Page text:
Suffering very much from the bilious humor, he asked again and again, “Is the bed spread or not? Say, sādhus.” The sādhus said, “The bed is spread,” and Jamāli, sick, got up and went to them. When he saw that the bed was being spread, he sat down from bodily weakness and, angry, said to the sādhus because of false belief that had arisen:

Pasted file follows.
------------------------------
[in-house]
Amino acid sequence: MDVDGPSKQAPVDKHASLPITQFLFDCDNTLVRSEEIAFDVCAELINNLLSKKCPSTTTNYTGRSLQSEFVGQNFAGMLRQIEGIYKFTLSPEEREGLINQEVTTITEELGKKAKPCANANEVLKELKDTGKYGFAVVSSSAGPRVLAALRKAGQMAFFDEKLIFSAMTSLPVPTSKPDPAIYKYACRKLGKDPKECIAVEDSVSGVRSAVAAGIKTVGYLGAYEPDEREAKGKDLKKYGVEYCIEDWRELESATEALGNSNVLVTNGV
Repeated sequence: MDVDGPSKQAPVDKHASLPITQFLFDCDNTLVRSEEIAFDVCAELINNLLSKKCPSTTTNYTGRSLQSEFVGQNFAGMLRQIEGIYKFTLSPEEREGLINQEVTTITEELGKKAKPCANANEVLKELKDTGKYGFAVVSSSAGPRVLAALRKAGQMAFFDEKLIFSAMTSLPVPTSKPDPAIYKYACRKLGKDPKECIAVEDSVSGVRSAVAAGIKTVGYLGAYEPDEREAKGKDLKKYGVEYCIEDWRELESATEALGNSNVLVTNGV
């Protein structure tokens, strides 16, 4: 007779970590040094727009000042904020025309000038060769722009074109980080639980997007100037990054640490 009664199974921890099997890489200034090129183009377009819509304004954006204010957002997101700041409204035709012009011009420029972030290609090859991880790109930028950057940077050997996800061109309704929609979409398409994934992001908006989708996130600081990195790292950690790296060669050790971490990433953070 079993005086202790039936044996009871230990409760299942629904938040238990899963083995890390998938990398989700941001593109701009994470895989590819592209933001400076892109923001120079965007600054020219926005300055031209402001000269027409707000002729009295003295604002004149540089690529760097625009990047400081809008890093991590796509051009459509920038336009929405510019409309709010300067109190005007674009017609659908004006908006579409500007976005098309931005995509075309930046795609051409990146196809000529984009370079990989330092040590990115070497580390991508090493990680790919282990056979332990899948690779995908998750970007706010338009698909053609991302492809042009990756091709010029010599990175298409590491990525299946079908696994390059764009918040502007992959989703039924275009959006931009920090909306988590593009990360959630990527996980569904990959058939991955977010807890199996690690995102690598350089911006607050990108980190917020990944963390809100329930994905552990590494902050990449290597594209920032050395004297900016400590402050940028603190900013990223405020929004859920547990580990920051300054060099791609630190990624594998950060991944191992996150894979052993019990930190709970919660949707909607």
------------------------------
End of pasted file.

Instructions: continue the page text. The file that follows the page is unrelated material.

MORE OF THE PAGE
“Sirs! We have been in error for a long time. At last this truth is known. What is being done is not done. Only when it is done is something done. The bed, being spread, was described as ‘spread.’ It certainly is not proper for you to say that which is not true. The Arhat says, ‘What is being produced, is produced; what is being done, is done.’ That is obviously not possible because of its inconsistency. In the case of an act that is being produced by the activity of a collection of moments earlier and later, how can it be said even in the beginning, ‘It is done’? There is the state of being an object of that alone of which there is creation of the function of an object; that does not exist in an object produced in the beginning. If one says, ‘It is done’ even in the beginning, then surely non-finality follows in the doing of a thing done in the remaining moments. This is clearly in accordance with that reasoning: That which is actually done is done. No one gives a name to an unborn son. Then, munis, agree with what is obviously infallible. Do not accept something because ‘It was said.’ What is in accord with reasoning is accepted. ‘The Arhat, described as “Omniscient,” can not speak falsely.’ It is not so. He does speak falsely. There is stumbling even of the great.”